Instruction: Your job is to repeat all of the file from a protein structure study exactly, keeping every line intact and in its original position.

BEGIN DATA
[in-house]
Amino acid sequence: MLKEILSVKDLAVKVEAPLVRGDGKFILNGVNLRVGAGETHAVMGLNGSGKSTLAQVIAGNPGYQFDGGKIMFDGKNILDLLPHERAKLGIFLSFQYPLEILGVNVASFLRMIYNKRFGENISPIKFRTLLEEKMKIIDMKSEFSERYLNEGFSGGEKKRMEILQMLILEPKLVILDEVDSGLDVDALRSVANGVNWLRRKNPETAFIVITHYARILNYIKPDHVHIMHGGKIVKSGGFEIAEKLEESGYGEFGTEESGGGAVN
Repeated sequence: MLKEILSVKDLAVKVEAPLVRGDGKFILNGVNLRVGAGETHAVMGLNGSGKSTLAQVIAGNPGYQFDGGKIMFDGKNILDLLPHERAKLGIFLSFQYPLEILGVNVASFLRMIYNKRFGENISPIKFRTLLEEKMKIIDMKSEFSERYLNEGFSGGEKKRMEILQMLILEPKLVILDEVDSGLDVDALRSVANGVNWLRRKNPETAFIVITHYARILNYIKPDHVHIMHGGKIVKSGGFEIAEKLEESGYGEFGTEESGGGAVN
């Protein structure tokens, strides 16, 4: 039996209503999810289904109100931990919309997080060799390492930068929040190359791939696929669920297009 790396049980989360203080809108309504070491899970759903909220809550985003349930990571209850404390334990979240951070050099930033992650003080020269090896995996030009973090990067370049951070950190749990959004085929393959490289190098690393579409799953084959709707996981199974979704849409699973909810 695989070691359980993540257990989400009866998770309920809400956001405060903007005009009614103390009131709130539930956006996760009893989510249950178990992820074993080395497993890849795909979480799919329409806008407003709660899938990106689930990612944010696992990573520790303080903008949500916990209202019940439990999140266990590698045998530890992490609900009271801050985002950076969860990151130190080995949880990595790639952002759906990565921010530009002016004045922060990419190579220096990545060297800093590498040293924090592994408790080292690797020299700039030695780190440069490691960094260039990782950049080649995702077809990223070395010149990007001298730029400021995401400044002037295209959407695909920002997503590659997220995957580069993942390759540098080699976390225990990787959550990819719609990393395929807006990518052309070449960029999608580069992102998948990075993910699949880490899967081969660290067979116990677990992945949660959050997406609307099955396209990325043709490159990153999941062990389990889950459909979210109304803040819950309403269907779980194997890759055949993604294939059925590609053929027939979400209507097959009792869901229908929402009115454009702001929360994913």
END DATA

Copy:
[in-house]
Amino acid sequence: MLKEILSVKDLAVKVEAPLVRGDGKFILNGVNLRVGAGETHAVMGLNGSGKSTLAQVIAGNPGYQFDGGKIMFDGKNILDLLPHERAKLGIFLSFQYPLEILGVNVASFLRMIYNKRFGENISPIKFRTLLEEKMKIIDMKSEFSERYLNEGFSGGEKKRMEILQMLILEPKLVILDEVDSGLDVDALRSVANGVNWLRRKNPETAFIVITHYARILNYIKPDHVHIMHGGKIVKSGGFEIAEKLEESGYGEFGTEESGGGAVN
Repeated sequence: MLKEILSVKDLAVKVEAPLVRGDGKFILNGVNLRVGAGETHAVMGLNGSGKSTLAQVIAGNPGYQFDGGKIMFDGKNILDLLPHERAKLGIFLSFQYPLEILGVNVASFLRMIYNKRFGENISPIKFRTLLEEKMKIIDMKSEFSERYLNEGFSGGEKKRMEILQMLILEPKLVILDEVDSGLDVDALRSVANGVNWLRRKNPETAFIVITHYARILNYIKPDHVHIMHGGKIVKSGGFEIAEKLEESGYGEFGTEESGGGAVN
């Protein structure tokens, strides 16, 4: 039996209503999810289904109100931990919309997080060799390492930068929040190359791939696929669920297009 790396049980989360203080809108309504070491899970759903909220809550985003349930990571209850404390334990979240951070050099930033992650003080020269090896995996030009973090990067370049951070950190749990959004085929393959490289190098690393579409799953084959709707996981199974979704849409699973909810 695989070691359980993540257990989400009866998770309920809400956001405060903007005009009614103390009131709130539930956006996760009893989510249950178990992820074993080395497993890849795909979480799919329409806008407003709660899938990106689930990612944010696992990573520790303080903008949500916990209202019940439990999140266990590698045998530890992490609900009271801050985002950076969860990151130190080995949880990595790639952002759906990565921010530009002016004045922060990419190579220096990545060297800093590498040293924090592994408790080292690797020299700039030695780190440069490691960094260039990782950049080649995702077809990223070395010149990007001298730029400021995401400044002037295209959407695909920002997503590659997220995957580069993942390759540098080699976390225990990787959550990819719609990393395929807006990518052309070449960029999608580069992102998948990075993910699949880490899967081969660290067979116990677990992945949660959050997406609307099955396209990325043709490159990153999941062990389990889950459909979210109304803040819950309403269907779980194997890759055949993604294939059925590609053929027939979400209507097959009792869901229908929402009115454009702001929360994913």